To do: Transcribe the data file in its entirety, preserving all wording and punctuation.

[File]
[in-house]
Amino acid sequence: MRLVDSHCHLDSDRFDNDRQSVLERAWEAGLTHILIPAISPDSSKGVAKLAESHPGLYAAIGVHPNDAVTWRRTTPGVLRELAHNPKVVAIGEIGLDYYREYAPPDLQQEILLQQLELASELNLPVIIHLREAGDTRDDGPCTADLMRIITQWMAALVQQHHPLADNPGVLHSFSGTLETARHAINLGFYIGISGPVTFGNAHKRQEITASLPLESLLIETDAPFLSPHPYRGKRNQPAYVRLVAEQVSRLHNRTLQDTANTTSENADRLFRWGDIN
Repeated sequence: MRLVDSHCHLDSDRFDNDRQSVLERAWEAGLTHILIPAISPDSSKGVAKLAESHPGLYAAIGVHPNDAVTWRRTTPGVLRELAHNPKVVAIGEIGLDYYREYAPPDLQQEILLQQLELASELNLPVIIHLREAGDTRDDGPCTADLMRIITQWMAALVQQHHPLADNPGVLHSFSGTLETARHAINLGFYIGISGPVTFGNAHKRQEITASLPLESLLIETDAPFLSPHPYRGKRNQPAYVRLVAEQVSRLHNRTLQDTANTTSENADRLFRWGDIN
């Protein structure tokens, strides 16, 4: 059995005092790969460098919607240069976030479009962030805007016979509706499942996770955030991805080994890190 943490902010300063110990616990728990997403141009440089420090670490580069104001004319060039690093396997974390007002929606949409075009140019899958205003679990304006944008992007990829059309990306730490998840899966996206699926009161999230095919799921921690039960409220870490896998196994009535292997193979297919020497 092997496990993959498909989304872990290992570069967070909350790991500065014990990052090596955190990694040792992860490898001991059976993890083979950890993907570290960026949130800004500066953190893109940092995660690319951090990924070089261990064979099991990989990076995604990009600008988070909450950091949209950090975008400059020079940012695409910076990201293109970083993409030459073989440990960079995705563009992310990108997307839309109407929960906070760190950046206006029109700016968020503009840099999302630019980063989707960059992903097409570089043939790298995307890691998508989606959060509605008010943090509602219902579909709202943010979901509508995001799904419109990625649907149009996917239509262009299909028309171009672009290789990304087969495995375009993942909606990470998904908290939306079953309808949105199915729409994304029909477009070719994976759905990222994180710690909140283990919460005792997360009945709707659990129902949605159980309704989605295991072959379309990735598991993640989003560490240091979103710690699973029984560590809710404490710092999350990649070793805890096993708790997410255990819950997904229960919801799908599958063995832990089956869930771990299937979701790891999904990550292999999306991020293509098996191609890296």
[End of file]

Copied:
[in-house]
Amino acid sequence: MRLVDSHCHLDSDRFDNDRQSVLERAWEAGLTHILIPAISPDSSKGVAKLAESHPGLYAAIGVHPNDAVTWRRTTPGVLRELAHNPKVVAIGEIGLDYYREYAPPDLQQEILLQQLELASELNLPVIIHLREAGDTRDDGPCTADLMRIITQWMAALVQQHHPLADNPGVLHSFSGTLETARHAINLGFYIGISGPVTFGNAHKRQEITASLPLESLLIETDAPFLSPHPYRGKRNQPAYVRLVAEQVSRLHNRTLQDTANTTSENADRLFRWGDIN
Repeated sequence: MRLVDSHCHLDSDRFDNDRQSVLERAWEAGLTHILIPAISPDSSKGVAKLAESHPGLYAAIGVHPNDAVTWRRTTPGVLRELAHNPKVVAIGEIGLDYYREYAPPDLQQEILLQQLELASELNLPVIIHLREAGDTRDDGPCTADLMRIITQWMAALVQQHHPLADNPGVLHSFSGTLETARHAINLGFYIGISGPVTFGNAHKRQEITASLPLESLLIETDAPFLSPHPYRGKRNQPAYVRLVAEQVSRLHNRTLQDTANTTSENADRLFRWGDIN
């Protein structure tokens, strides 16, 4: 059995005092790969460098919607240069976030479009962030805007016979509706499942996770955030991805080994890190 943490902010300063110990616990728990997403141009440089420090670490580069104001004319060039690093396997974390007002929606949409075009140019899958205003679990304006944008992007990829059309990306730490998840899966996206699926009161999230095919799921921690039960409220870490896998196994009535292997193979297919020497 092997496990993959498909989304872990290992570069967070909350790991500065014990990052090596955190990694040792992860490898001991059976993890083979950890993907570290960026949130800004500066953190893109940092995660690319951090990924070089261990064979099991990989990076995604990009600008988070909450950091949209950090975008400059020079940012695409910076990201293109970083993409030459073989440990960079995705563009992310990108997307839309109407929960906070760190950046206006029109700016968020503009840099999302630019980063989707960059992903097409570089043939790298995307890691998508989606959060509605008010943090509602219902579909709202943010979901509508995001799904419109990625649907149009996917239509262009299909028309171009672009290789990304087969495995375009993942909606990470998904908290939306079953309808949105199915729409994304029909477009070719994976759905990222994180710690909140283990919460005792997360009945709707659990129902949605159980309704989605295991072959379309990735598991993640989003560490240091979103710690699973029984560590809710404490710092999350990649070793805890096993708790997410255990819950997904229960919801799908599958063995832990089956869930771990299937979701790891999904990550292999999306991020293509098996191609890296």